Fig. 3(a and b) shows the IV characteristics under light illumination (a) and light + neutron irradiation (b). In general, it is possible to discern a progressive decrease of the current, while the open circuit voltage (Voc) features a slight yet noticeable increase that is much clearer in neutron irradiated devices than light-soaked devices. If we look at the PV parameters as extracted from the in-operando measurements (Fig. 2(a and b)), we observe a degradation pattern that is comparable between the light and light + neutron irradiated devices, with the short circuit current (Jsc) mostly driving the loss in efficiency of the PV diodes. However, it is worth noting some subtle yet important differences between the two sets of measurements namely (i) a more pronounced increase of Voc for light + neutron irradiated (6%) devices than for light soaked (2%) devices which, however, lies within the standard deviation (±5%); (ii) a more substantial loss in Jsc, FF and, thus, the PCE for the light soaked (PCE loss = 60%) cells than that observed for light + neutron irradiated cells (PCE loss = 45%). Hence, this suggests that although the in operando behaviour is qualitatively identical, neutrons seem to trigger a different degradation pathway. Therefore, to obtain a quantitative insight into this behavior we analyzed the cells’ characteristics by means of the one-diode equation (eqn (1)):29,34,35
 
image file: c9se00102f-t1.tif(1)
where I is the current measured at the cell electrodes, V is the voltage measured across the cell, Iphoto is the photogenerated current, I0 is the reverse saturation current density (leakage current), q is the elementary charge, Rs is the series resistance, Rsh is the shunt resistance, kB is the Boltzmann constant, T is the absolute temperature, and n is the ideality factor. In particular, we focused our attention on three main parameters: I0 is an equilibrium charge recombination parameter;36 Rs represents the resistance experienced by each charge from generation to collection and strongly depends on the contact resistance between the active layer and the electrodes and on the charge mobility across the material; and Rsh is related to the presence of alternative current paths (shunts) for the light-generated current. A high leakage current usually indicates a high rate of recombination, whereas a high Rs denotes poor mobility and/or collection at the electrodes. A low Rsh implies the presence of shunts, i.e. at the grain boundaries or at the interfaces. I0 shows a general increase upon light soaking (70% at 435 min of irradiation) and light/neutron irradiation (60%). The increase of the leakage current signifies the formation of recombination centers, and it has been related to the presence of spatially localized deep-level traps with a polaronic character due to either localized lattice strain37 or photoinduced deprotonation and dissociation of methylammonium molecules.9,12 The concomitant increase of Rs and the decrease of Rsh point towards the formation of traps located in the active layer and at the electrodes for both light and neutron irradiated cells, even though Rs presents a more substantial increase upon light soaking (100%) than upon light/neutron exposure (65%). This again suggests the occurrence of a competitive neutron-induced process that tends to compensate the effects generated by light illumination only. To distinguish between the reversible light-activated effects and neutron induced degradation it is therefore important to compare the device characteristics before and after light and neutron exposure, since it has been demonstrated that light-induced effects are in general reversible.37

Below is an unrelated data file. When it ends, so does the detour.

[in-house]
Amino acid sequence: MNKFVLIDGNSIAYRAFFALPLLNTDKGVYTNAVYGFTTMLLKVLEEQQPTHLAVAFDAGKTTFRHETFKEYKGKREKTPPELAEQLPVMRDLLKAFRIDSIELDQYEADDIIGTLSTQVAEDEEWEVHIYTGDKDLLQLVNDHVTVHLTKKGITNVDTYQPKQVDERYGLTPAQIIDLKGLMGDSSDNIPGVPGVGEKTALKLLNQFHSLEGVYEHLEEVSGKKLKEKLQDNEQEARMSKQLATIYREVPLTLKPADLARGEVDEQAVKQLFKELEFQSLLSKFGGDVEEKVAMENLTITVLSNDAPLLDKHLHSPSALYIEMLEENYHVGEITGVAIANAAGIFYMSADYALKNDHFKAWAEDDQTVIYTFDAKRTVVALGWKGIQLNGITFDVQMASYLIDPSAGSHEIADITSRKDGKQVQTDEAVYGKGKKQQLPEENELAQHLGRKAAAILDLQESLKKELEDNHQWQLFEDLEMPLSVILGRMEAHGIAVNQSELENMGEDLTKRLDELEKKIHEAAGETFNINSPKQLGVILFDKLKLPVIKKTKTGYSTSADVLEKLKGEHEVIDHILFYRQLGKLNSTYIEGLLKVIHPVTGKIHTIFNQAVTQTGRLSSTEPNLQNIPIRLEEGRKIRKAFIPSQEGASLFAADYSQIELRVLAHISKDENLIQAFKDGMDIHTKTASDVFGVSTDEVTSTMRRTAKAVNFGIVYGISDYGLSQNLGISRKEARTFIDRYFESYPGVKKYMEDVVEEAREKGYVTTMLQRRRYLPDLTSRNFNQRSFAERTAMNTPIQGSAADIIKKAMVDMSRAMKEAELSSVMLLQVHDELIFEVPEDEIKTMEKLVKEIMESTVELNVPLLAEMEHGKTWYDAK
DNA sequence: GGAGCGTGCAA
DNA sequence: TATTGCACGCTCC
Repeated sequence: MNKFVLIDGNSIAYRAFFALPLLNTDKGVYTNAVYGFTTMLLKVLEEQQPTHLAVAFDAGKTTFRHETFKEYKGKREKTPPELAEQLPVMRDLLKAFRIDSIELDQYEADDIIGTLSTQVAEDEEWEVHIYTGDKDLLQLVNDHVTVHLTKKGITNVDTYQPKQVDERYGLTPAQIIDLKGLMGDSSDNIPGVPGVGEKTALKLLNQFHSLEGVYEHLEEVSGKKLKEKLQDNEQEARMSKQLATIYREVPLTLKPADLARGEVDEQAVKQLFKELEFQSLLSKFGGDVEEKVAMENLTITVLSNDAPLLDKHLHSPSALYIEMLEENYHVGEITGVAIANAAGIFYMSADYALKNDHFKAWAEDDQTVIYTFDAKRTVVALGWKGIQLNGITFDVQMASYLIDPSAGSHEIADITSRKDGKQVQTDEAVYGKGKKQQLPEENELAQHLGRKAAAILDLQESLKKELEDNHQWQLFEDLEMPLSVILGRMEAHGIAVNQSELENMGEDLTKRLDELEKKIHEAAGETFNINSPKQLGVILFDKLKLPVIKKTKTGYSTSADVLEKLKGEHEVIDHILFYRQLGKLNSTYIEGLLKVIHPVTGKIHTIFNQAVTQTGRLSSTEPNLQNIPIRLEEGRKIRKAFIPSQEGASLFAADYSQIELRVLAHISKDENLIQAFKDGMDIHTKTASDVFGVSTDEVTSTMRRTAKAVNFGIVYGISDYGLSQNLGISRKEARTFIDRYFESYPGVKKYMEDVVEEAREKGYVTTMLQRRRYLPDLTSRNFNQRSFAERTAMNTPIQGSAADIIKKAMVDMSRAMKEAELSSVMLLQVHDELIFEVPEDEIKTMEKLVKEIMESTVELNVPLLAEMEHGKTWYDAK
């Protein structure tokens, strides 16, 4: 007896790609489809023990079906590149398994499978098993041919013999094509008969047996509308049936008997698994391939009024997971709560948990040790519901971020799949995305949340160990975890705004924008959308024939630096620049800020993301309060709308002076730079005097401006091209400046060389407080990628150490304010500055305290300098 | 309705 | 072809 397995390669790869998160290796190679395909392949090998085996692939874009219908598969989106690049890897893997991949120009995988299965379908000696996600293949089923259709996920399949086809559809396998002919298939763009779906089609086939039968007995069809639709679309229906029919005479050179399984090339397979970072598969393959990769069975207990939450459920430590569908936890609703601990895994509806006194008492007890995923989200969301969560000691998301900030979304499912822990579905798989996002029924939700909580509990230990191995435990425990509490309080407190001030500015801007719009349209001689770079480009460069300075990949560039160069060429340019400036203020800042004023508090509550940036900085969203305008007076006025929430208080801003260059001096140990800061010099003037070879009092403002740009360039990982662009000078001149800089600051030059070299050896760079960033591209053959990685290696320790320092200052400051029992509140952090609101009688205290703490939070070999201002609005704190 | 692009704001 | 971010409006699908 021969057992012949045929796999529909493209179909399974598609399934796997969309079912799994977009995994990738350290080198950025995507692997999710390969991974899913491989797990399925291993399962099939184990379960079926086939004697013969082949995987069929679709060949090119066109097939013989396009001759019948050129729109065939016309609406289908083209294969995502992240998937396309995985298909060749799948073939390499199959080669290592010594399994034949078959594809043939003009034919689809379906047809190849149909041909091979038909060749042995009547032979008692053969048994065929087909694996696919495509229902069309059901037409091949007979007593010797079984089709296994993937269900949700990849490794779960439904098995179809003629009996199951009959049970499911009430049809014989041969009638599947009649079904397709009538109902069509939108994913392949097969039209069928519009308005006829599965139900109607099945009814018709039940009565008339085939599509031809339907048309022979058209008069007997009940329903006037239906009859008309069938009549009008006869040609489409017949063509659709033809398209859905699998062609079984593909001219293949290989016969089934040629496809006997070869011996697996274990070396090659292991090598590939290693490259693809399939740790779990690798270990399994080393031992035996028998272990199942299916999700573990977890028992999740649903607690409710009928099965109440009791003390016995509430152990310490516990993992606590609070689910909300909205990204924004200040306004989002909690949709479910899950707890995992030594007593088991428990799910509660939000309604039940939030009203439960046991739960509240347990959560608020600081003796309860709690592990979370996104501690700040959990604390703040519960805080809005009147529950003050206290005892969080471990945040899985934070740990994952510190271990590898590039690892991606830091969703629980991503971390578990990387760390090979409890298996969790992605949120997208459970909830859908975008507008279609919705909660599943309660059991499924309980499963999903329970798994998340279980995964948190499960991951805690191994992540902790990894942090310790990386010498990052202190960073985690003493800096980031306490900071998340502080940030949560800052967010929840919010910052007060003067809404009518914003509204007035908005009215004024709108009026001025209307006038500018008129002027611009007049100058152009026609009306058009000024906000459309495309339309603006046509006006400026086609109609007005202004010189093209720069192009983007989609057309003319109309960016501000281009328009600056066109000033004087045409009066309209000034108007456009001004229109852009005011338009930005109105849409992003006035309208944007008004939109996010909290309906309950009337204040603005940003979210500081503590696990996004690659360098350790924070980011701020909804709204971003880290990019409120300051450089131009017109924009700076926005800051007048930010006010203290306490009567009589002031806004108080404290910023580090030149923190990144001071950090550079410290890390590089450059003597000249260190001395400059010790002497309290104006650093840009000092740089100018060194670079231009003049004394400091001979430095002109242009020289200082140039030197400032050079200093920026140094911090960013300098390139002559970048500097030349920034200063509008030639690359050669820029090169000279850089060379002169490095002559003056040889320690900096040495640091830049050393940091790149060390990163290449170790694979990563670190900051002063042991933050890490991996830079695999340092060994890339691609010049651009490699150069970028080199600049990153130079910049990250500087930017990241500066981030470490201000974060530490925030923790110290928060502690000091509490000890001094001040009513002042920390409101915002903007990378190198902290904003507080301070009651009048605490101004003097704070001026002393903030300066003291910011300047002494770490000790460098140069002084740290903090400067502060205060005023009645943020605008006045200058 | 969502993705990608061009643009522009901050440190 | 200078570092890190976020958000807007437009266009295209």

image file: c9se00102f-f3.tif
Fig. 3 (a) Evolution of the IV characteristics under prolonged light-soaking and (b) light/neutron irradiation. We took one measurement every 15 min up to 435 min. The curves represent an average of three devices, with a standard deviation of ≈5%. (c) Evolution of the PV parameters under light soaking and (d) light/neutron irradiation.

The IV curves for the light-soaked and light + neutron irradiated cells shown in Fig. 3(a and b) highlight the non-reversibility of the neutron-induced effects, while the characteristics before and after light-soaking are virtually identical. If we analyze the device parameters and diode characteristics (Fig. 2(c)), we see that the minimal loss in the PCE after light + neutron (14%) can be mostly attributed to the reduction in the FF (20%) that, in turn, can be related to the large increase/decrease of the series and shunt resistance, respectively. We propose that the worsening of these parameters originates from irreversible neutron-induced traps in the active layer. Of course, alternative possible degradation pathways involving other device elements (i.e. the Al/PCBM38–41 interface) and/or modification of the collection ability of the ITO electrode due to the large epithermal neutron (10−6–10−1 MeV) absorption cross-section of indium42 cannot be ruled out completely. In particular, given the relatively high flux of epithermal neutrons at the VESUVIO beamline facility (3.3 × 106 n cm−2 s−1) the latter scenario would deserve further investigations, and this would be the aim of future experiments at the large-scale facility.